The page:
Resources for medieval musicology and liturgy
As a cross-validation for our methods to produce Mozarabic melodies, we uploaded two versions of the Roman-Frankish offertory "Scapulis suis" for the first Sunday in Lent. The first version was produced with method 1 (segmentation), the second version with method 2 (machine learning). The original manuscript runs along with the chants: the late ninth-century Laon gradual (F-LA 239), the famous contemporary of the famous Mozarabic León antiphoner (E-L 8).
When you compare these chants with the editions of Rebecca Maloy and Anton Stingl, you'll notice differences, but also apparent agreements. Among other things, the differences are due to differences in notational detail between Laon and e.g. Beneventum. We are still working on both methods.
If I understand it correctly, the neumes of the offertory 'Scapulis suis' in L-239 were subjected to the segmentation and machine learning procedures to determine the most likely melody, after which the resultant melodies were compared with the melodies according to Rebecca Maloy or Anton Stingl? Am I correct?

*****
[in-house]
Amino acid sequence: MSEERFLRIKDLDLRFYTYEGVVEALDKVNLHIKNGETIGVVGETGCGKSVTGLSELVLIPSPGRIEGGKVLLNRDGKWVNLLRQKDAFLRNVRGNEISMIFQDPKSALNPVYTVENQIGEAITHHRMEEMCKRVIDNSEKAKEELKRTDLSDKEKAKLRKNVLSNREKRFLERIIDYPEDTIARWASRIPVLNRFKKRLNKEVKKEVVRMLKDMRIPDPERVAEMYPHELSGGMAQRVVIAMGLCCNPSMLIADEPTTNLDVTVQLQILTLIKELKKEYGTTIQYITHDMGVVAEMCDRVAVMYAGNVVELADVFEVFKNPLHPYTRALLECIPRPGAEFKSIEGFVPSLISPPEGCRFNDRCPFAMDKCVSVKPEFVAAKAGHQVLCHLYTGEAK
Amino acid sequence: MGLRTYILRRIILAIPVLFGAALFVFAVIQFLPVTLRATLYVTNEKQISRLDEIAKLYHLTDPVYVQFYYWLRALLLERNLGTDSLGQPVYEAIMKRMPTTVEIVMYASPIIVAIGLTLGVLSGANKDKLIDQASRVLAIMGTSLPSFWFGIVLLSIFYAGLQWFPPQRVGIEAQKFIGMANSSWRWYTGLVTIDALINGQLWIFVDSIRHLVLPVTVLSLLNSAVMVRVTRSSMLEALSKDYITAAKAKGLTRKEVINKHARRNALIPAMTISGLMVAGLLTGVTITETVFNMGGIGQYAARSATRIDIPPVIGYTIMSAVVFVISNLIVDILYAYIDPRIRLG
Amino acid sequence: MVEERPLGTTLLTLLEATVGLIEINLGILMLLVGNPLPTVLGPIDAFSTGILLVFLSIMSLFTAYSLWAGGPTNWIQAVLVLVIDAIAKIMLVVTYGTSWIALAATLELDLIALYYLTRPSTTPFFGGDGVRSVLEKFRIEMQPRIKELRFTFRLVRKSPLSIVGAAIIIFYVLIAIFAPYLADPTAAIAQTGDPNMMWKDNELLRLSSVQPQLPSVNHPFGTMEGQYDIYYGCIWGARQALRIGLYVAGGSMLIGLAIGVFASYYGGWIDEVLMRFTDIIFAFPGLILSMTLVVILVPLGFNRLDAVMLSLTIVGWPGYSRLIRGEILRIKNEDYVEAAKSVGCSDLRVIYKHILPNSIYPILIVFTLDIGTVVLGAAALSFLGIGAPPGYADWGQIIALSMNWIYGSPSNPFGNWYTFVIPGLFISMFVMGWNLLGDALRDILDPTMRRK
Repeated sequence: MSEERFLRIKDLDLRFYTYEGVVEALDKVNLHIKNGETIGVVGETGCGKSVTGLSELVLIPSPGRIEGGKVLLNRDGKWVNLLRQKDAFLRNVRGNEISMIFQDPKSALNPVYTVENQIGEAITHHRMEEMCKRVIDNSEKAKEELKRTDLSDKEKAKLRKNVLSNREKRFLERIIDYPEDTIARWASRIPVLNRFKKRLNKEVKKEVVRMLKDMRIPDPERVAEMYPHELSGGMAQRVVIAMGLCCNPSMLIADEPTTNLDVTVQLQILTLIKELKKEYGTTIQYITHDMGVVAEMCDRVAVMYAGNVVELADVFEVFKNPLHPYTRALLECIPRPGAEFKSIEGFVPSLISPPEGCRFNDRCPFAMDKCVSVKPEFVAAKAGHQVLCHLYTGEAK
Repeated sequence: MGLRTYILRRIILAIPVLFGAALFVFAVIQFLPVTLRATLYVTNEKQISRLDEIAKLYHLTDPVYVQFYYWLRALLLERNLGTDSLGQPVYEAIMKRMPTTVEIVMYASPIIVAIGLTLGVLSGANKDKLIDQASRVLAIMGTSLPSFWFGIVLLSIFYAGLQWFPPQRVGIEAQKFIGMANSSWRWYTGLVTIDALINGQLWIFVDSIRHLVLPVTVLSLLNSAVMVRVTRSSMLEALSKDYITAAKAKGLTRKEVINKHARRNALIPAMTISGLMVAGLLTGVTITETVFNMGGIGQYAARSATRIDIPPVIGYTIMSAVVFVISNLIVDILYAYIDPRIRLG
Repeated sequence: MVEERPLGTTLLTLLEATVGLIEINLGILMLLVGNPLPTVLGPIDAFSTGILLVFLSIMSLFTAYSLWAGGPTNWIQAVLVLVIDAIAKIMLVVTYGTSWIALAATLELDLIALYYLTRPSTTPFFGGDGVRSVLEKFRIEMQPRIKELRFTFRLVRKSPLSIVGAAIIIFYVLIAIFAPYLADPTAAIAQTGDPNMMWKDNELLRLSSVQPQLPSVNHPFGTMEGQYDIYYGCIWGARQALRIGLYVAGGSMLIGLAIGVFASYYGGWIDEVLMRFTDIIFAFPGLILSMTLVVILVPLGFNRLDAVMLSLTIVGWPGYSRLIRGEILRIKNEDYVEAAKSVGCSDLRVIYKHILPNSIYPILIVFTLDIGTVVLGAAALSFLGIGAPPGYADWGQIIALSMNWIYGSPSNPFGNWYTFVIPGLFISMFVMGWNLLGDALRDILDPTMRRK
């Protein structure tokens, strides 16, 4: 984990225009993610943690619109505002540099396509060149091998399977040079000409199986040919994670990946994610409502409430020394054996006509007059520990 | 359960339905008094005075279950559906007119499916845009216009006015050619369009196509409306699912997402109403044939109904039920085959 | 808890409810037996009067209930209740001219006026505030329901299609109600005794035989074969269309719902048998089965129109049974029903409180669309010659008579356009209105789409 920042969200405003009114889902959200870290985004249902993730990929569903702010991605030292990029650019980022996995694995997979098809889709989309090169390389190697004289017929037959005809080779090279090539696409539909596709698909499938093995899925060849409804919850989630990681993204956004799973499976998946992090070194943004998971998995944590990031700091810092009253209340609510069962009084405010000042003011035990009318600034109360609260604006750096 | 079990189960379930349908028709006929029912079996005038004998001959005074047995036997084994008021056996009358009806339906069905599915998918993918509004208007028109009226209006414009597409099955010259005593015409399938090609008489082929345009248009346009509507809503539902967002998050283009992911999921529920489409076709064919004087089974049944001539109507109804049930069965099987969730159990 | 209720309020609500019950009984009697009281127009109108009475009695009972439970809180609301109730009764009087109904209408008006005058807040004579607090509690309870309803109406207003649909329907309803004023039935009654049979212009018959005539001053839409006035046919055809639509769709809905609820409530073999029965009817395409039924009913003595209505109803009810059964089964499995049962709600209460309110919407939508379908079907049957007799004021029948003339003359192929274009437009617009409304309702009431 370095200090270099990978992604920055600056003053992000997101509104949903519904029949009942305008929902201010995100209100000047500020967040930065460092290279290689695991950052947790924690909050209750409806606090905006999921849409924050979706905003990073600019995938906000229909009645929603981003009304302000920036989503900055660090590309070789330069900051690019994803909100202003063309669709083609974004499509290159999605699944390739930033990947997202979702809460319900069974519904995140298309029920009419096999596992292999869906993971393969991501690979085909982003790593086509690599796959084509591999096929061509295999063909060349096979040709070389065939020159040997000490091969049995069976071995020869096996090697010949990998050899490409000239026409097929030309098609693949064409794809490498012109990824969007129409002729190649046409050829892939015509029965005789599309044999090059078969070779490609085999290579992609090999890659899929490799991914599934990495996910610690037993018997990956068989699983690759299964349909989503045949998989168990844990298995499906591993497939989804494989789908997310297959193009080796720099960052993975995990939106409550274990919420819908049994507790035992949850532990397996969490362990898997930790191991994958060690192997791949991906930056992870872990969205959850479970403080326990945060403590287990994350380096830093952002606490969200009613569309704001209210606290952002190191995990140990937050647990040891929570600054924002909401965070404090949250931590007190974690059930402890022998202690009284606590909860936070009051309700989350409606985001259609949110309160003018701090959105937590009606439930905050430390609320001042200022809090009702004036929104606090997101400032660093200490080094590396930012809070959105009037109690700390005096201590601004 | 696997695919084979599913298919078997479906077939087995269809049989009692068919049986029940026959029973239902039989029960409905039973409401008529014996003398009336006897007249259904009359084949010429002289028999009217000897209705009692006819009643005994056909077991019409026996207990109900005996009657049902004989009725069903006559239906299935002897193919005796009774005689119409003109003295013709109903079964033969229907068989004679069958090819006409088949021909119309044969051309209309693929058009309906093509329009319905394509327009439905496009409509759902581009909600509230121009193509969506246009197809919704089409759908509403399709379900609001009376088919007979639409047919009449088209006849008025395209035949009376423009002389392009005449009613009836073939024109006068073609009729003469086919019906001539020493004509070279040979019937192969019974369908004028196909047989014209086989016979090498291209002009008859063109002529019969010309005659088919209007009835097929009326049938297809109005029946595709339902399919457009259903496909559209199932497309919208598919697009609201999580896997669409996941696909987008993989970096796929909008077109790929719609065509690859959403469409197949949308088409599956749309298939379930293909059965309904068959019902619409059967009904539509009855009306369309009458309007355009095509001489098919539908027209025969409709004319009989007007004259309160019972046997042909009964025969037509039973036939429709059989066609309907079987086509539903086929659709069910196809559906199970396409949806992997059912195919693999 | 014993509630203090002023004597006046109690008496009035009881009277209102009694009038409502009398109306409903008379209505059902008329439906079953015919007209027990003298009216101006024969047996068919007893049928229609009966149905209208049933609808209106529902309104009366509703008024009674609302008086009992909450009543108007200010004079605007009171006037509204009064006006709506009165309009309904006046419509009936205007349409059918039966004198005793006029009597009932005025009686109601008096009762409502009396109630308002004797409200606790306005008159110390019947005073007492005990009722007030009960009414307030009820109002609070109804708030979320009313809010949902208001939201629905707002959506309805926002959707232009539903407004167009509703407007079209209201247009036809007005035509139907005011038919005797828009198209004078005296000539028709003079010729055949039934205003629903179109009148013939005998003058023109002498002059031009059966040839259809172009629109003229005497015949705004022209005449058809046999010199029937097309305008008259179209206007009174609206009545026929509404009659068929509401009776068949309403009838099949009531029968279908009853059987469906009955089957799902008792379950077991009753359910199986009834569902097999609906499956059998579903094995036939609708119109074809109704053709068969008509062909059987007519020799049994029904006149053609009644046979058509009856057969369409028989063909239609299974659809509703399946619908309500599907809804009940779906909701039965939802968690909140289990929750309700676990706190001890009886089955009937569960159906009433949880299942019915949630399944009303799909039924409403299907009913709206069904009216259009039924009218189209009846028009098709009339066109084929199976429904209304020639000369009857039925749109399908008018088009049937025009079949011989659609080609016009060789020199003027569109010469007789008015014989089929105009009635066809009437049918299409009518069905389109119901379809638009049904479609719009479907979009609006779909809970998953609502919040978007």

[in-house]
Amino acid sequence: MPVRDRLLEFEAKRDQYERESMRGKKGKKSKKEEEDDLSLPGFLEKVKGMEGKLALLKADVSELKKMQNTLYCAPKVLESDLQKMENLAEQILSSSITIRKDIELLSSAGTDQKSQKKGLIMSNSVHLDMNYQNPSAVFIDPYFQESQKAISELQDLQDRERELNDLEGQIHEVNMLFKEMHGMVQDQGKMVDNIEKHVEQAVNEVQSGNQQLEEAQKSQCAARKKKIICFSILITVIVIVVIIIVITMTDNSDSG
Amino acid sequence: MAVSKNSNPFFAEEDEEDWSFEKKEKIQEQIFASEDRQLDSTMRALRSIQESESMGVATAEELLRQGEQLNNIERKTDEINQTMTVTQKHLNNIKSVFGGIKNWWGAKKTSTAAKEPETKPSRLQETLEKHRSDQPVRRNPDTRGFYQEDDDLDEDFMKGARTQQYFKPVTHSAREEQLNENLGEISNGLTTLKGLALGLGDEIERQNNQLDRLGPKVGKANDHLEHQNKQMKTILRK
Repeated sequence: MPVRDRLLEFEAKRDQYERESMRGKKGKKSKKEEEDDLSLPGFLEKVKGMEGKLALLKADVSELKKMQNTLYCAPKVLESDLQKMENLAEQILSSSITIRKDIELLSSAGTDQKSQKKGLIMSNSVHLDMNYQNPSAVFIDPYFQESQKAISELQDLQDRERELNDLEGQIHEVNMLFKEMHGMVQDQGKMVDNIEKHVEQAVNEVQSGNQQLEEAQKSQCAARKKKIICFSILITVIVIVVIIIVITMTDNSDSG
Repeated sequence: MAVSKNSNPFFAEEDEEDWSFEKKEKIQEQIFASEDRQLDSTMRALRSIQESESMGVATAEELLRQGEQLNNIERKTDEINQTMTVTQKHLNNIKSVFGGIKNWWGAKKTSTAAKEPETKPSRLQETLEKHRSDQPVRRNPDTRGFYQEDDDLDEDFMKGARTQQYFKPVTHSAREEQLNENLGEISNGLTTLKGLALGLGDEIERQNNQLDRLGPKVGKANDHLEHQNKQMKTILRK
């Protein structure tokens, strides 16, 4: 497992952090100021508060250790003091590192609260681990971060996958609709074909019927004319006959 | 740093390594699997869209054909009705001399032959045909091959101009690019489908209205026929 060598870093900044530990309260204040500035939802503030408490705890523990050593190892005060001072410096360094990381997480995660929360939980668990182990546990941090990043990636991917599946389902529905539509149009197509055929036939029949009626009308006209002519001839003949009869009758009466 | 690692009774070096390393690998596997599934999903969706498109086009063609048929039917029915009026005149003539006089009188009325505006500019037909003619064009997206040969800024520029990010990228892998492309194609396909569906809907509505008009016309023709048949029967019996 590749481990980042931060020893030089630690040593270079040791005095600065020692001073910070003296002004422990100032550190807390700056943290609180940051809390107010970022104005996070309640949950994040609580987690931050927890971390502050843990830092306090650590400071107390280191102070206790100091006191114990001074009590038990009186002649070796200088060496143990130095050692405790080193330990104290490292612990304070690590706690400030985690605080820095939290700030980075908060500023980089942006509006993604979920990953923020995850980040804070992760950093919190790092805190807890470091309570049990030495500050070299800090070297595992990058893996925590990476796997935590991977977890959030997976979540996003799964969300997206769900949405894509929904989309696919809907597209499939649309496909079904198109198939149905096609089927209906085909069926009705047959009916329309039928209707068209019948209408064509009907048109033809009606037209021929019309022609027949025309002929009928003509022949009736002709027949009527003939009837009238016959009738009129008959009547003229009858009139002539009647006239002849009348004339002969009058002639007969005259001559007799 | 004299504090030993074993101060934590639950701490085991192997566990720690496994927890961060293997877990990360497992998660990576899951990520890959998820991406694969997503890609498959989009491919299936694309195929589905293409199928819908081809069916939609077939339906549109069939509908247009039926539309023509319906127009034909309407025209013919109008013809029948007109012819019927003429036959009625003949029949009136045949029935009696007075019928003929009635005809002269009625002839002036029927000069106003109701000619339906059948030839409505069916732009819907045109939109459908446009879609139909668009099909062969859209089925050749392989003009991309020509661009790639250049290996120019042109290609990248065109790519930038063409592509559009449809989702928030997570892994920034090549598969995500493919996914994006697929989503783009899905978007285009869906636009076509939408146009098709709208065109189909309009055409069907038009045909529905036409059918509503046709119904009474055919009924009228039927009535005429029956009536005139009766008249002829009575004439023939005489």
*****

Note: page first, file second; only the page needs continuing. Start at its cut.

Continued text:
If my interpretation is right, the results are clearly impressive, especially with respect to the use of the segmentation procedure.
Hi Dirk, Yes you are correct. Except for the comparison with the two editions. That's for you to do.
The "impressive" results of method 1 must be seen in perspective. When the "exact" melody of Laon would have been included in our data set, method 1 simply would have found it. Since we don't know this melody, it is not included in the data set. Instead the exact Beneventan melody is included, and because it is very close to the "lost" melody, melody 1 is very close to the Beneventan one.
In fact, for me, the results of method 2 are even more impressive, since they are only based on "statistics".